Over the final 16 games of the Comets’ season, Shinkaruk scored nine goals and 13 points.
Though Shinkaruk ran cold again in the playoffs, he’s a creative player and a deceptive skater who improved at protecting the puck and getting inside defenders as the season progressed.
6. Cole Cassels – C, Oshawa Generals (OHL)
Cassels emerged as an elite two-way centre in the OHL this season, and was a key contributor for the Memorial Cup winning Oshawa Generals.
“Cole was one of Oshawa’s best player, a go-to guy for them,” Canucks general manager Jim Benning said of Cassels’ post-season performance. “He played in a shutdown role against the other team’s top lines, but was counted on to score too.”
Cassels’ two-way skills were on particular display during the OHL final, when he outdueled top prospect Connor McDavid.
7. Brendan Gaunce – LW, Utica Comets (AHL)
Gaunce was moved to the wing permanently during his first professional season, and proved his as a dependable two-way forward for the Comets during their run to the Calder Cup final.
“I thought his speed was better suited to the wing, and at centre he played a bit safe, like an old school checking centre, who maybe didn’t use his body enough,” said Green.
“I think it forced him to play a faster cycle game, and he’s really added a mean edge to his game. And I don’t mean in a dirty way, but you need that, and I felt he needed that to play in the NHL.”
8. Alexandre Grenier – RW, Utica Comets (AHL)
When asked to name a Canucks prospect that opened the organization’s eyes with their performance this season, Benning didn’t hesitate.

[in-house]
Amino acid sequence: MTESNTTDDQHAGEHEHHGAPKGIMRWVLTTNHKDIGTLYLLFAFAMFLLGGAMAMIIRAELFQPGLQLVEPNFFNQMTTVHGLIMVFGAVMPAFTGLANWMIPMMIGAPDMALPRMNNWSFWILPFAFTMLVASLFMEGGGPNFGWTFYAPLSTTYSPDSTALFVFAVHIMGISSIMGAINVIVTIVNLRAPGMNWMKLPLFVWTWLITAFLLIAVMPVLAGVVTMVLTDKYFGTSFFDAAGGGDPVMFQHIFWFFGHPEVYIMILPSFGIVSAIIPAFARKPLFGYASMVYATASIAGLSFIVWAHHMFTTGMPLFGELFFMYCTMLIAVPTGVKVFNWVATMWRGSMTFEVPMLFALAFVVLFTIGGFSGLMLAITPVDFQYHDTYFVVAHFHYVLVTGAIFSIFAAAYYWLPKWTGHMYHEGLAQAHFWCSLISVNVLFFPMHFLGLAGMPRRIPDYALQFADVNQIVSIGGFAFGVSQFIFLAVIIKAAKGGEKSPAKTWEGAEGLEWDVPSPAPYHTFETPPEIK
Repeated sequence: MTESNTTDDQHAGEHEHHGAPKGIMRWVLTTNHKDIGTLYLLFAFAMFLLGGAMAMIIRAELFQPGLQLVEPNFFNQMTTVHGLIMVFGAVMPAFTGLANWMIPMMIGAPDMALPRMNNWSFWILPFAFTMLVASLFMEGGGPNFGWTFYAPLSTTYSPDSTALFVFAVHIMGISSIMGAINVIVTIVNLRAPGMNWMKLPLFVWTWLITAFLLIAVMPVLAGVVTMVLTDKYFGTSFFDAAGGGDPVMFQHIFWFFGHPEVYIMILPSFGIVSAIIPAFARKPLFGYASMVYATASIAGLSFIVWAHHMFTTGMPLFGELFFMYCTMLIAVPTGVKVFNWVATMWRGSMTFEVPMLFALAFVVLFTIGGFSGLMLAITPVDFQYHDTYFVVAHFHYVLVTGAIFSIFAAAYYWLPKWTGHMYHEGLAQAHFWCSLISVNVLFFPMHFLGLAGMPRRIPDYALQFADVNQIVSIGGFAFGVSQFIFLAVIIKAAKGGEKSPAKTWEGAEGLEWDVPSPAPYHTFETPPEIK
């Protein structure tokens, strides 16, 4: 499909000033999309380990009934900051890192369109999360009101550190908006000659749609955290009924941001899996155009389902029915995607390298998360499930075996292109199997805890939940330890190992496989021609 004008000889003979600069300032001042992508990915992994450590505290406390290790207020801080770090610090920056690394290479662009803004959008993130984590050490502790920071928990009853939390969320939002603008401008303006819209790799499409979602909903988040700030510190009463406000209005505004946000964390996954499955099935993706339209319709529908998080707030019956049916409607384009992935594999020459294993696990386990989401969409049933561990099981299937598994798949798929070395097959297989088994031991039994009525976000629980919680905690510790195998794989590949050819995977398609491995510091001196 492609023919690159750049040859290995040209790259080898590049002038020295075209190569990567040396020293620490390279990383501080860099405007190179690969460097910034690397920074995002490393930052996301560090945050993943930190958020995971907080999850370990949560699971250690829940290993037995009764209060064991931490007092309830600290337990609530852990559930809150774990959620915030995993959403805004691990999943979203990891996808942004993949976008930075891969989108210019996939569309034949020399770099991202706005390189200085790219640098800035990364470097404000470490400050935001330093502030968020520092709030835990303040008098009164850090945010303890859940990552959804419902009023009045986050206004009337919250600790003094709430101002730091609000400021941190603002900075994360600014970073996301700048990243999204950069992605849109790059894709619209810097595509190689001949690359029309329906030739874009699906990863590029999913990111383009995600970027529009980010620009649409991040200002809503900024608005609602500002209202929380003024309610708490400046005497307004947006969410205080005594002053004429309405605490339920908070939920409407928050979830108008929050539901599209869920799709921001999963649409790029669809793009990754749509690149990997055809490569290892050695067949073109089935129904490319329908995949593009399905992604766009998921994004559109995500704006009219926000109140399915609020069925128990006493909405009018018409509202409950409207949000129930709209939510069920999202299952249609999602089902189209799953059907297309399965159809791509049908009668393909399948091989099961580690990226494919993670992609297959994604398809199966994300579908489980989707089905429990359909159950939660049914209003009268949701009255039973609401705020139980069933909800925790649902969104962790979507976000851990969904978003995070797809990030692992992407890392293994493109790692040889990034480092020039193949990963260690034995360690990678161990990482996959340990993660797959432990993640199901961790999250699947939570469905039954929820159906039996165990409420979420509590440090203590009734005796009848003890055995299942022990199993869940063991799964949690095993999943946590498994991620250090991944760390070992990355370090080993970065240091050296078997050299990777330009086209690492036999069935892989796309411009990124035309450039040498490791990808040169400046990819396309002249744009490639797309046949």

“Alex Grenier, I think, has come a long way this year,” said Benning. “There was a big improvement in his game. He got stronger, he’s got good hands for a big man… he was one guy that really improved.
“If he continues to improve he’s a guy that maybe come in and challenge for a spot at training camp, but that’s going to be up to him.”
Green meanwhile complimented Grenier, a third-round pick of the Canucks at the 2011 NHL Draft, for the development of his two-way game.
“He went from being a player I’d never use in the last five minutes of a game, to a guy that had two empty-net goals for us (on this playoff run),” said Green. “I think that tells you a lot about how his game has developed.”
9. Nicklas Jensen – LW, Utica Comets (AHL)
Jensen has NHL size and skill to burn, but he’s struggled to maintain a high level of performance since being picked in the first round by the Canucks during the 2011 NHL Draft.
The Danish forward was even a somewhat regular healthy scratch during the Comets’ Calder Cup run, although he bounced back and was one of Utica’s best forwards in the final.
10. Thatcher Demko – G, Boston College (NCAA)
Demko, 19, started 35 games for Boston College and starred for the United States at the world juniors.
In NCAA action, the 6-foot-4 goaltender managed a .925 save percentage, which ranked him among the 20 best collegiate goalies. Most of the goaltenders who performed better were two years (or more) older than Demko.
Demko is big and athletic, but he’s still a bit raw and will have to work on speeding up his lateral movements if he’s going to turn away shots taken by NHLers. He underwent surgery on both of his hips in May, but is expected to be ready for the start of the 2015-16 season.